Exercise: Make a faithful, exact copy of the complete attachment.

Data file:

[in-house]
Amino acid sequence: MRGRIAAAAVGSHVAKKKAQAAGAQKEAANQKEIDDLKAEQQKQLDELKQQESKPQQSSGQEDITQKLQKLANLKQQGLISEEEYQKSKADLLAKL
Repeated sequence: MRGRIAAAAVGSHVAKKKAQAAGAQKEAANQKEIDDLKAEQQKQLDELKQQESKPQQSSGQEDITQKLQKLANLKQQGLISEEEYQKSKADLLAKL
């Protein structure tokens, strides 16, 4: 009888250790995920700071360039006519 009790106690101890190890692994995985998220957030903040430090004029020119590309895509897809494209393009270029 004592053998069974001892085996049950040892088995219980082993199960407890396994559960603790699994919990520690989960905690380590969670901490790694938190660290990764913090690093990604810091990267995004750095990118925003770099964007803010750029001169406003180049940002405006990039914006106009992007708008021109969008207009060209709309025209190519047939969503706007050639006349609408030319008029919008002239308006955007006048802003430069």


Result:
[in-house]
Amino acid sequence: MRGRIAAAAVGSHVAKKKAQAAGAQKEAANQKEIDDLKAEQQKQLDELKQQESKPQQSSGQEDITQKLQKLANLKQQGLISEEEYQKSKADLLAKL
Repeated sequence: MRGRIAAAAVGSHVAKKKAQAAGAQKEAANQKEIDDLKAEQQKQLDELKQQESKPQQSSGQEDITQKLQKLANLKQQGLISEEEYQKSKADLLAKL
């Protein structure tokens, strides 16, 4: 009888250790995920700071360039006519 009790106690101890190890692994995985998220957030903040430090004029020119590309895509897809494209393009270029 004592053998069974001892085996049950040892088995219980082993199960407890396994559960603790699994919990520690989960905690380590969670901490790694938190660290990764913090690093990604810091990267995004750095990118925003770099964007803010750029001169406003180049940002405006990039914006106009992007708008021109969008207009060209709309025209190519047939969503706007050639006349609408030319008029919008002239308006955007006048802003430069």